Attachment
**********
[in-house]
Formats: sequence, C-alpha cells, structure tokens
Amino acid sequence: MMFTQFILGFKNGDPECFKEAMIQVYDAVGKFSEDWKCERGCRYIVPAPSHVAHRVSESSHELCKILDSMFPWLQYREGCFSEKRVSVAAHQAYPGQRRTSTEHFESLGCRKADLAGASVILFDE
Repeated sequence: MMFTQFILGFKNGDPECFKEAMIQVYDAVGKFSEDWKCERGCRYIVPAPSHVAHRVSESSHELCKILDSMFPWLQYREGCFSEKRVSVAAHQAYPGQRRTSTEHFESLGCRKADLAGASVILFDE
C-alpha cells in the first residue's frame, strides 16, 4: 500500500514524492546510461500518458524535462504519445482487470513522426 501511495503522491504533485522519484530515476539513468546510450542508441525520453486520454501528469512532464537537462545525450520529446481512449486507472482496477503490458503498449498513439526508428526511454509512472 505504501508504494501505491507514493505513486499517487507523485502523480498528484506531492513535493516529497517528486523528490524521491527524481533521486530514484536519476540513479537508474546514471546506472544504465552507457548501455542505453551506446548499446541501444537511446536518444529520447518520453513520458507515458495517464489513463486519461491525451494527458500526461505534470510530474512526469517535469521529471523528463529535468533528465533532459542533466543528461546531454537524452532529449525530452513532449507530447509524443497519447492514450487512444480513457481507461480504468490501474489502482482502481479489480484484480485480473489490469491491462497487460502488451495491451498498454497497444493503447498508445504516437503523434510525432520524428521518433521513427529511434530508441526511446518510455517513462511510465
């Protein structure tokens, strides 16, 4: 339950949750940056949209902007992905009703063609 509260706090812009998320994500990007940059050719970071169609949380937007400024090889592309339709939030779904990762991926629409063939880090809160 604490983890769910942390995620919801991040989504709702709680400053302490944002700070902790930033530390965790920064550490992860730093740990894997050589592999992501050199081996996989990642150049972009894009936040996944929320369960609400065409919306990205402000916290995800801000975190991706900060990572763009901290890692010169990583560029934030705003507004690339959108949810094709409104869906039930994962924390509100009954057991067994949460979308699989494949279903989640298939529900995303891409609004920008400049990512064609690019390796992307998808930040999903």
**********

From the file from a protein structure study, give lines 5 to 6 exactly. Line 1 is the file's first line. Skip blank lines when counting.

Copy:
C-alpha cells in the first residue's frame, strides 16, 4: 500500500514524492546510461500518458524535462504519445482487470513522426 501511495503522491504533485522519484530515476539513468546510450542508441525520453486520454501528469512532464537537462545525450520529446481512449486507472482496477503490458503498449498513439526508428526511454509512472 505504501508504494501505491507514493505513486499517487507523485502523480498528484506531492513535493516529497517528486523528490524521491527524481533521486530514484536519476540513479537508474546514471546506472544504465552507457548501455542505453551506446548499446541501444537511446536518444529520447518520453513520458507515458495517464489513463486519461491525451494527458500526461505534470510530474512526469517535469521529471523528463529535468533528465533532459542533466543528461546531454537524452532529449525530452513532449507530447509524443497519447492514450487512444480513457481507461480504468490501474489502482482502481479489480484484480485480473489490469491491462497487460502488451495491451498498454497497444493503447498508445504516437503523434510525432520524428521518433521513427529511434530508441526511446518510455517513462511510465
């Protein structure tokens, strides 16, 4: 339950949750940056949209902007992905009703063609 509260706090812009998320994500990007940059050719970071169609949380937007400024090889592309339709939030779904990762991926629409063939880090809160 604490983890769910942390995620919801991040989504709702709680400053302490944002700070902790930033530390965790920064550490992860730093740990894997050589592999992501050199081996996989990642150049972009894009936040996944929320369960609400065409919306990205402000916290995800801000975190991706900060990572763009901290890692010169990583560029934030705003507004690339959108949810094709409104869906039930994962924390509100009954057991067994949460979308699989494949279903989640298939529900995303891409609004920008400049990512064609690019390796992307998808930040999903």